Friday, October 28, 2011

The Circle of Life

No, I'm not going to start singing Hakuna Mata (which I believe is really bad theology anyways) but I have been pondering on the big circle that our lives make. How we're more of a grid, really, and always intermingling, always threading through each others lives to create this marvelous, miraculous tapestry.

Today my smallest son turns one.

Two years ago, my beloved friend, Joe Houston, closed his eyes here on earth and opened them in paradise.

I am one of those swoony, whiney people who is always asking questions as to why things happen. My mom says that it started really early with me, especially when my friends parents started splitting and I started to see beyond the bubble that my safe little world resided in.

Then, as a teenager, I felt hungry. Hungry for the great, wide open. For big things to happen. For meaning in the smallest things. I questioned things constantly. Argued frequently. Loved deeply.

Then I was invited to a yellow church down the street and went. And that's where I met the Maker. In a creaky, old pew, with hard backs, and hymnals in the pockets. I found peace. I found salvation. I found that the world was at my fingertips, because I had the rush of empowerment soaring through my veins. It suddenly wasn't about me anymore. And I liked it. And I feared it. But mostly, I pursued it.

Then I grew up and slowly started seeing how much more difficult life is than I realized. Oh, the pain and grief of innocence-loss is true. BUT, I knew the sweet victory of salvation, so these difficult times were made all the easier. Hard. Still. BUT, good.

In my quest for love, light, beauty, and good stories, I've realized that life does come full circle. I'm 27 years old, and I'm slowly starting to have memories of my mom when she was my age, with two small children. I look in the mirror and I see the same smiling face. The same dimples. She, as a young mom, opened the doors for BIG imagination in my life. That compounded with my dad's affection for books and stories created in me a whirling dervish of a person. One that I think my family appreciates, and laughs at. And sometimes shakes their head at.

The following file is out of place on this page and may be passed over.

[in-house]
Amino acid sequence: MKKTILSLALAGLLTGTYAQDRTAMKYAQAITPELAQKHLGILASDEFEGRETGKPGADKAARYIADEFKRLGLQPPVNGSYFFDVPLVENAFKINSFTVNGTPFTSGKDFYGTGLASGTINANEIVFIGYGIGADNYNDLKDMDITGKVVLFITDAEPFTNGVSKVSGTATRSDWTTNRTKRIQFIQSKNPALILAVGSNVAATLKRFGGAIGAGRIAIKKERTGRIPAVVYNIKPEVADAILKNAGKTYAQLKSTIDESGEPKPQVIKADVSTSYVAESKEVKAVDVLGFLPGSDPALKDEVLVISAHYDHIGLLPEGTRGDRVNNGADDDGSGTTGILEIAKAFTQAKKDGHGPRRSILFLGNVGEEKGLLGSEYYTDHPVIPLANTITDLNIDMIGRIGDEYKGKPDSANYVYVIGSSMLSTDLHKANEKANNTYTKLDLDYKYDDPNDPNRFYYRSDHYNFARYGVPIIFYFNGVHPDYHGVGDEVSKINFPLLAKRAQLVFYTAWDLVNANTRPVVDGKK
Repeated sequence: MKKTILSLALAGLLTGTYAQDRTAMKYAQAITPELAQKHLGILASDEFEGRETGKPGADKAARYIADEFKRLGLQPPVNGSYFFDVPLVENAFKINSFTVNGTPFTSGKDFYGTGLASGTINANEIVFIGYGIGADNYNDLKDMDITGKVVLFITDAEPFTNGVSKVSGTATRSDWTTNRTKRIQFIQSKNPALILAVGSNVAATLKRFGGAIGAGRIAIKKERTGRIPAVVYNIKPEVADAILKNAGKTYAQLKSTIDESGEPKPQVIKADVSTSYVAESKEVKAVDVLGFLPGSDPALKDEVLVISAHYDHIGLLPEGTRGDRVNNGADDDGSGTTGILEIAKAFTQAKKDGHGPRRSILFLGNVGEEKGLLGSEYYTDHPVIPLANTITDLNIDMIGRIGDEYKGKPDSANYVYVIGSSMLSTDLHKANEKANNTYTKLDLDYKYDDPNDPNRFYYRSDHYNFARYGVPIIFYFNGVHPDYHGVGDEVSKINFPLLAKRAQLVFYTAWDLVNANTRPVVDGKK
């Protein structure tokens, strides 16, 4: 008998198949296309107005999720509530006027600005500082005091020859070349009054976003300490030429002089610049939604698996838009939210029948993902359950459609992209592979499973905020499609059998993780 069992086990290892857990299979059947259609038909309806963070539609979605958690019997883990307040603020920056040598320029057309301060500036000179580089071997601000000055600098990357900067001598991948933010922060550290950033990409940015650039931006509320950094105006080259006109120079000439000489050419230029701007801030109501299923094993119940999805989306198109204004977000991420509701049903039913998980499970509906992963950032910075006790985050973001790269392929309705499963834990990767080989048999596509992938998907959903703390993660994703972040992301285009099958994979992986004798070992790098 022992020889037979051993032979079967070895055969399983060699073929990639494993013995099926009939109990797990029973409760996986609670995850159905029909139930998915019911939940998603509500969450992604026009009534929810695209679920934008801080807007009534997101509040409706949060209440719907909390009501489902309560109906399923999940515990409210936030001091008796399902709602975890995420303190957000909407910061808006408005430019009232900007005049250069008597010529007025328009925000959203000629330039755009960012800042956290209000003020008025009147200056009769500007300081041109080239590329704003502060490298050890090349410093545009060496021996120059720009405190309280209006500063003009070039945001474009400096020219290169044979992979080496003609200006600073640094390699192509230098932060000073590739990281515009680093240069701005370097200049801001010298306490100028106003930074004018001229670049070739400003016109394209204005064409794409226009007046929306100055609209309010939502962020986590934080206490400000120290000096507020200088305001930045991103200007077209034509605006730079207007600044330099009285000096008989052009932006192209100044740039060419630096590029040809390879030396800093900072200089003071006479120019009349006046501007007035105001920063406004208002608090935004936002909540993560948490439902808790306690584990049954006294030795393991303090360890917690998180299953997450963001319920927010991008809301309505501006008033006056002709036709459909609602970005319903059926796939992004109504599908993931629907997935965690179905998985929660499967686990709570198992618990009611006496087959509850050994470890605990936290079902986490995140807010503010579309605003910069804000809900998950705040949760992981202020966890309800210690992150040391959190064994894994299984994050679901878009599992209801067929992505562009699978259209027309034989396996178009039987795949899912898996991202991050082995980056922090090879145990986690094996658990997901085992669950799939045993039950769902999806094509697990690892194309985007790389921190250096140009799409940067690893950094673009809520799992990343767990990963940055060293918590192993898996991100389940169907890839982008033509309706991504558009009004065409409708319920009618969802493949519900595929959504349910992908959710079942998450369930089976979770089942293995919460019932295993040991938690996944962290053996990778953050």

And I deeply desire to see that freedom ringing in my children's hearts. The same delight in something greater, something bigger, something more beautiful than they'll ever understand. I sometimes think I catch that glimmer in Wesley or Spencer's eyes when I play a song of worship for them. I see the beauty of the words shining in their eyes and they sing along. (Though, at the moment, I think Spencer's favorite song is The Bear song)


Life moves fast. It goes by in a blink. But my children are still young, and I want to do all that I can to open up their hearts to the One that they need most. So that they can feel freedom ringing in their veins, and they can love deeply and run with perseverance the race marked out for them. I look forward to the conversations we'll have when they begin to ask the hard questions.

Joe and his son Asher, summer 2009
I miss my friend Joe. But I'm thankful that we had those months together to grow and love and teach eachother. I can't quite phrase the depth of my affection for him or his family. I struggle with even remembering some of those times together, because his earthly exit was so abrupt and so frustrating. You can read more about his story here, and how we searched for him for three weeks before his body was recovered by the Coast Guard off the coast of Matagorda Island.

I realize this must sound grim to you, speaking of such grief on my son's birthday. But truly, we loved Joe well and delight in his memory. The pain is true, but the gratefulness for him will never fade.

Happy Birthday pumpkin!
Happy Birthday, Spencer, little buddy. Your mama and dadda and bubba love you so. You were born to shine brightly.

Happy Re-birth, Joe. We know we'll see you again someday, friend.


xo, jade.


2 comments:

  1. You are so great with words, this is amazing- you are amazing!

    ReplyDelete